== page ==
Sunday Meditation: Learn to Shut Up

Sunday Meditation: Learn to Shut Up

We are in the most connected time of our lives. The smartphone and social media have changed how we communicate with each other and the ability to talk to anyone with the press of a button has achieved wonderful things. We can now make friends across nations, have conversations with people across the country and even different languages. But with all off these different ways of communicating, we have forgotten how to shut up…

Facebook, Instagram, Twitter, Snapchat I could go on and on with the different social media sites but we all have our own different addictions to them. We share over 350 million photos on Facebook and 52 million on Instagram every day. People are eager to let their every thought and movement be known but fail to realise it’s good to keep people guessing about your movements and what you think. Hear me out, the recent US election proves this where we had strong opinions and frequent fights breaking out on various news profiles and even on individual profiles. People have become so conditioned that that their voices MUST be heard, they haven’t stopped to consider do I add anything to this conversation or am I just talking out my ass? Am I arguing for argument’s sake or am I learning/teaching anything in this exchange? But no, narcissism has begun to reign high and MY OPINION matters more than anyone else’s therefore I must be heard regardless of the consequences.

Speaking of consequences, this is probably the least thought of section of any social media post. We just upload with no regard: our location is on, long paragraphs about who we hang out with and how we feel about them, careless videos and photos of questionable acts. Even some of these simple games we play give out information that can be used against us. Below are some examples of the most common security questions for gaining access to social media or email accounts by resetting the passwords:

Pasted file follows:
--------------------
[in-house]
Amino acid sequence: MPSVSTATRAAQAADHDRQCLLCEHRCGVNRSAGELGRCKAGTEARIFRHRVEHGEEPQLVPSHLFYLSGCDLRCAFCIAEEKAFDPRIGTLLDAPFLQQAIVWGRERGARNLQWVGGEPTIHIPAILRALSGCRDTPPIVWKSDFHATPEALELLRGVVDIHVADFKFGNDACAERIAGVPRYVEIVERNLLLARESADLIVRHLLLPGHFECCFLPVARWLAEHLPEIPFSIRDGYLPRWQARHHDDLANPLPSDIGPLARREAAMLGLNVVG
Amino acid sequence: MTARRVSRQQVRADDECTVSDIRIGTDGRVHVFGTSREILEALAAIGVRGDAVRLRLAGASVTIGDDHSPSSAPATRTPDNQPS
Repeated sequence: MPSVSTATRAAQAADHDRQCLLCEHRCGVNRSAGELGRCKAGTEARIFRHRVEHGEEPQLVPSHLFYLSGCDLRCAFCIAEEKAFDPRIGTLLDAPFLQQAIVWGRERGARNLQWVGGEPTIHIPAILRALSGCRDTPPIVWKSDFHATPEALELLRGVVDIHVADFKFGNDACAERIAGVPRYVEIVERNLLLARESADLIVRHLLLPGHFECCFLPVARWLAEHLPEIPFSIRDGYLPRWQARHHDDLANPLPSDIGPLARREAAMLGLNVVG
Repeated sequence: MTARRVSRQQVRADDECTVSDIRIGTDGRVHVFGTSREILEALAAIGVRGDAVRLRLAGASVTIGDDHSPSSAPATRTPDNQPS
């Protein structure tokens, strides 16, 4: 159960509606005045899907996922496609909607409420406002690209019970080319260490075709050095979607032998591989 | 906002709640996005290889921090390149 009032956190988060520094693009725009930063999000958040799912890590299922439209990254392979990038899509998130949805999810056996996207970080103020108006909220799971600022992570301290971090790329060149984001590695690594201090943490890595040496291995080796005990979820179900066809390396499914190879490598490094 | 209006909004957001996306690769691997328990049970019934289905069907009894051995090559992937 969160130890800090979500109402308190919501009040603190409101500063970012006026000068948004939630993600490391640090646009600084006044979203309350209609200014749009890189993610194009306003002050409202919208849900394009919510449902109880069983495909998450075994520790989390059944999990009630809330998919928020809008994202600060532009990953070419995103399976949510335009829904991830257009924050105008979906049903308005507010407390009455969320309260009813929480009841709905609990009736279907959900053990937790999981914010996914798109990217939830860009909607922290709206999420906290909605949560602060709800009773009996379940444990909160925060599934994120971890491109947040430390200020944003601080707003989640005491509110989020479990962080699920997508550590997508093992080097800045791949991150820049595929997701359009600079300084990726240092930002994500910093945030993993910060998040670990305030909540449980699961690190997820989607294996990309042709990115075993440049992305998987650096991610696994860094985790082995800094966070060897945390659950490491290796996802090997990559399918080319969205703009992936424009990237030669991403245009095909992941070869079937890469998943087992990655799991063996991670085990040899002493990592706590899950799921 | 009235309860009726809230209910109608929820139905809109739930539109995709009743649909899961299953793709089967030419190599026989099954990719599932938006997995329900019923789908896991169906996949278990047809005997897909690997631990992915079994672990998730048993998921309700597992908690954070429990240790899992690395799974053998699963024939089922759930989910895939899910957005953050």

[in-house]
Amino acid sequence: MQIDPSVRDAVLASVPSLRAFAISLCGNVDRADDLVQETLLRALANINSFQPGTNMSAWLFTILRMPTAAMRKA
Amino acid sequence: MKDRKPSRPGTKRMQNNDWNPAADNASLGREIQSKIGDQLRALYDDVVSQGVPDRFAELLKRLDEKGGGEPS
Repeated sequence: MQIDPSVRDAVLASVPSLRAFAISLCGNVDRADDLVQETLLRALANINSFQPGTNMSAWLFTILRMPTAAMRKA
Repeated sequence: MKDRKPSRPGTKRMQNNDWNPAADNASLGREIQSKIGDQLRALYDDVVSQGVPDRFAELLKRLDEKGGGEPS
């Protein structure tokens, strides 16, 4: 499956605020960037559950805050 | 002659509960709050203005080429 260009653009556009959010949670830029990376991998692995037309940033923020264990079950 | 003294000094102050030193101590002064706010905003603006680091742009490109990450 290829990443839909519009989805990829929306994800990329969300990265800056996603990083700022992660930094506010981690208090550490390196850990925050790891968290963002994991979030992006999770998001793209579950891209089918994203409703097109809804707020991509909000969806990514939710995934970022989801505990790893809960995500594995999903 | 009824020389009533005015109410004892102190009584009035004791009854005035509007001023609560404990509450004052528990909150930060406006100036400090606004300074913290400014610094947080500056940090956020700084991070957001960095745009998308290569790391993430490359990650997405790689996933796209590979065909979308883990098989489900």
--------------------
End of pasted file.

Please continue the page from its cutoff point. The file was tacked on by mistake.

·         What is the first and last name of your first boyfriend or girlfriend?

·         Which phone number do you remember most from your childhood?

·         What was your favorite place to visit as a child?

·         Who is your favorite actor, musician, or artist?

·         What is the name of your favorite pet?

·         In what city were you born?

·         What high school did you attend?

·         What is the name of your first school?

·         What is your favorite movie?

·         What is your mother's maiden name?

·         What street did you grow up on?

·         What was the make of your first car?

·         When is your anniversary?

·         What is your favorite color?

·         What is your father's middle name?

·         What is the name of your first grade teacher?

·         What was your high school mascot?

·         Which is your favorite web browser?

I can easily go on many of my Facebook friends’ profiles and steal their account info if I so wish because few think about the info they share. Even worst is that many frequently share their GPS locations, most times without even noticing. Facebook has a nasty little built feature in their app called Nearby Friends which activates when you give them access to your location. Anyone can access that information, using it I could tell one of my friends went to the doctor recently; one loved a certain house in a certain area she had no business being in during working hours, another was at a hotel’s restaurant and another was at a popular strip club. I called one and asked him what was he doing at X location when he should be on the other side of the island and he was convinced I was spying on him which technically I guess was but I  didn’t do anything other than just go on Facebook and click that option.

We talk too much and aren’t saying anything. We have come to depend so much on technology yet we haven’t stopped to consider what we might be saying and how much info we are giving away. In the digital age, there is no such thing as deleting what we have said. There is always a copy somewhere. Sometimes its good to shut up; learn to shut up.

Wrong Number, JCHS.

Wrong Number, JCHS.

Monday Morning Coffee Break: Weiner, The War on our Youths and App of the day

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